John explains twice in his first epistle his purpose for writing. The chief purpose is found in 1 John 5:13, where he explains that he wants his readers to “know” beyond any doubt that through their faith in Jesus, they have eternal life. The Catholic translation, Douay Rheims Version, says that John wants his readers to “realize” that they have eternal life. Either way, it expresses a certainty that John wishes his readers to have. I’d argue that the second purpose that John states in his letter is directly related to his first one. In 1 John 1:4, he wants his readers to join him and other believers in the joy that comes from knowing Jesus and having our eternities secure. After expressing his desire to share the joy that comes from knowing Christ in this way, John tells us that Jesus makes all the difference in the world. It’s like light and dark. In John 1:5, he says, “This is the message we have heard from him and proclaim to you, that God is light, and in him is no darkness at all.”

 Living in the dark is living with our minds fixed on the things of the flesh. It’s only the here and now that matters. We are just an accident of time and space and matter and have no more ultimate purpose in life than a dandelion. We’re just one of the, albeit higher, stages of the evolutionary process. All of our appetites, therefore, crawl along the ground. We only care about the physical world and the pleasures of the flesh. John will refer to the distractions being the world, the flesh, and the devil. In Genesis 3:14, God cursed Satan by, saying, “Because you have done this, cursed are you above all livestock and above all beasts of the field; on your belly you shall go, and dust you shall eat all the days of your life.”  It appears that most people live in the darkness. They follow Satan whose appetites are all bound to the earth. They crawl along on their bellies and eat the produce of the earth instead of the heavenly food of Jesus Christ. He came to feed us just as the Israelites at Mana from heaven, Jesus is the food that came down from heaven and gives us true life. Whoever eats his flesh will never die. I’m arguing that denying our eternal existence is living or walking in darkness. The light of life, Jesus, gives us an eternal perspective. As Peter says, “through of the resurrection of Jesus Christ from the dead, we have a living hope.”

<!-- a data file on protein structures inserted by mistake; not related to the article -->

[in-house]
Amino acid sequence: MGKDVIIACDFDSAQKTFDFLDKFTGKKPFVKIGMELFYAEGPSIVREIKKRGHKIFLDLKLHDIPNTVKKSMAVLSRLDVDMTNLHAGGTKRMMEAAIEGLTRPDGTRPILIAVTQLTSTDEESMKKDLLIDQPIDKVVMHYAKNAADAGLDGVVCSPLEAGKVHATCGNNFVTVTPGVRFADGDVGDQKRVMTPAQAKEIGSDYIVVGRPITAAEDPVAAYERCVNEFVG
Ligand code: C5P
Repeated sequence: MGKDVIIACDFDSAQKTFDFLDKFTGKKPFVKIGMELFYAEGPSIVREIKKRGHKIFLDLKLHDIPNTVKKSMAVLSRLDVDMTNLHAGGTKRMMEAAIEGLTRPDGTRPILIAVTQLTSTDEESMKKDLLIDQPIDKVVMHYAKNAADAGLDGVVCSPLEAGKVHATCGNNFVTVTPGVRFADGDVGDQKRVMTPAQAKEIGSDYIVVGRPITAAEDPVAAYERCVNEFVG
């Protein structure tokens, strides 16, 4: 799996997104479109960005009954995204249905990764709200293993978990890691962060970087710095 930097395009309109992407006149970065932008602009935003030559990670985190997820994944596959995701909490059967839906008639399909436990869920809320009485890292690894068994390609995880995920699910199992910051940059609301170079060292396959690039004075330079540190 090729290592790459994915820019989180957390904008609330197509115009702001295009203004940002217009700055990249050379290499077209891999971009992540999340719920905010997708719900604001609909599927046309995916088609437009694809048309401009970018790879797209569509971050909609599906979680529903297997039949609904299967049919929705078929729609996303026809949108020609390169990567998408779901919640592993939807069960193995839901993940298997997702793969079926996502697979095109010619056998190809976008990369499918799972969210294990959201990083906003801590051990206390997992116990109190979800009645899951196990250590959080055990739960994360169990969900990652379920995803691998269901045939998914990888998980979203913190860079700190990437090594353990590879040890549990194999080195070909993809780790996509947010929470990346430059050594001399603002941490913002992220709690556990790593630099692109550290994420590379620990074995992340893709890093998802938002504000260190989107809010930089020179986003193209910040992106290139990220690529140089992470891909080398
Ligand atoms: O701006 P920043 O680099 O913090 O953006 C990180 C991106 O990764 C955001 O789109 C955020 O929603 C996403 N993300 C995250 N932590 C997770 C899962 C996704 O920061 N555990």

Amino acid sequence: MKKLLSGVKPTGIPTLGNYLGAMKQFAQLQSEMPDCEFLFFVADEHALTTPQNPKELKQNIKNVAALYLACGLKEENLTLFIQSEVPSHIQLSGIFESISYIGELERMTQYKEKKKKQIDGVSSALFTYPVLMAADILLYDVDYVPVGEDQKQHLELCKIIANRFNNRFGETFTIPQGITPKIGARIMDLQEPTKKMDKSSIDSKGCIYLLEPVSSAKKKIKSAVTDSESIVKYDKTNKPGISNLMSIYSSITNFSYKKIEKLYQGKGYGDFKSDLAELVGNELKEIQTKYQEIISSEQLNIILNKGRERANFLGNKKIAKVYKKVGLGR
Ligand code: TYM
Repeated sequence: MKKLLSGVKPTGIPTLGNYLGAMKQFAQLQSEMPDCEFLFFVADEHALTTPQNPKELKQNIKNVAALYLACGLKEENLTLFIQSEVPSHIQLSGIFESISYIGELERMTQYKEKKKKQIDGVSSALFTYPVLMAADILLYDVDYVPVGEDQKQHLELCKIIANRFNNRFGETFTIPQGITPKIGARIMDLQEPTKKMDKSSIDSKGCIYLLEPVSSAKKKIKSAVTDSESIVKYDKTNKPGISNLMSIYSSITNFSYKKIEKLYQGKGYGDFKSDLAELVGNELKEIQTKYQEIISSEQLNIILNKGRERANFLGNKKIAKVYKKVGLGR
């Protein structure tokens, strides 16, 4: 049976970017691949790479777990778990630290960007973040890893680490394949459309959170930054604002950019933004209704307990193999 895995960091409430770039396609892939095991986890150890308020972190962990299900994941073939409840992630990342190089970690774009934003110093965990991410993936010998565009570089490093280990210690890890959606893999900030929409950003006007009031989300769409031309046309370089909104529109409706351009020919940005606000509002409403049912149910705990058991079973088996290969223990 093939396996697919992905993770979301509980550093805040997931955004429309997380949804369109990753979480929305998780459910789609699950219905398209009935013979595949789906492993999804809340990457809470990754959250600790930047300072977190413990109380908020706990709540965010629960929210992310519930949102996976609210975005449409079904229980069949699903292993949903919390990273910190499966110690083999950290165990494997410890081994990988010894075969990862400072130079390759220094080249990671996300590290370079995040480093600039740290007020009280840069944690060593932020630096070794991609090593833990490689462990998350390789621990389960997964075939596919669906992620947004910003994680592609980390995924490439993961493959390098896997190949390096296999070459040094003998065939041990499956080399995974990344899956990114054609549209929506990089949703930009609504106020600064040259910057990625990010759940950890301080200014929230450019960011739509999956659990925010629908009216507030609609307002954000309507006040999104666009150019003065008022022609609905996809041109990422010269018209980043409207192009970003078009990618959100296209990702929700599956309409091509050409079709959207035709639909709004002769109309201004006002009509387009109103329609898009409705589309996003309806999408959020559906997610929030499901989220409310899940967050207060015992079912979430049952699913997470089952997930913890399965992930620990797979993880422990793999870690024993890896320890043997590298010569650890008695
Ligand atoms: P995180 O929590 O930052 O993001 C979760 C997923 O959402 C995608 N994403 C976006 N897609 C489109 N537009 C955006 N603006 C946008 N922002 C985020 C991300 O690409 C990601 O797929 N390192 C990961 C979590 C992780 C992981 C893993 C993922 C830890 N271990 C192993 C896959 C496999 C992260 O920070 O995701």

Living with the certainty of eternal life is to live in the light. When this reality enters into our reality, there is no place for darkness. William Barclay suggests that darkness has many sides to it. He suggests that darkness stands for the Christless life. In Christ is eternal life, in the dark is only the flesh and the now. God has delivered us from the kingdom of darkness and brought us into the kingdom of his dear son. Darkness, as Barclay puts it, “is hostile to the light.” The pull on us to live in the moment, to respond to the lusts of the flesh, are serious distractions from living life in the light of our eternal natures. Darkness is to live in ignorance. Jesus said that the one who walks in the dark does not know where he is going. Darkness is also the chaos of life without God. Without God’s light shining out in all of its glory in the person of Jesus Christ, our lives do not have order, design, purpose, or meaning. It makes no sense at all. Darkness is living as a slave to the impulses of the flesh. We are incarcerated by the lust of the flesh, the pride of life, and the lust of the eyes. Paul tells the Romans that the natural man loves the works of darkness because their deeds are evil. They love the darkness and despise the light. They seek the shadows because they cannot stand the light of the glorious nature of God as demonstrated in Jesus. Darkness in unfruitfulness. If growing things are deprived of the light, their growth is retarded. No fruit of the spirit can be produced in the darkness.  Further, “The darkness is connected with lovelessness and hate. If a man hates his brother, it is a sign that he walks in darkness (1 John 2:9–11). Love is sunshine and hatred is the dark.”[1]

[1] Barclay, William, ed. 1976. The Letters of John and Jude. Daily Study Bible Series. Philadelphia, PA: The Westminster John Knox Press.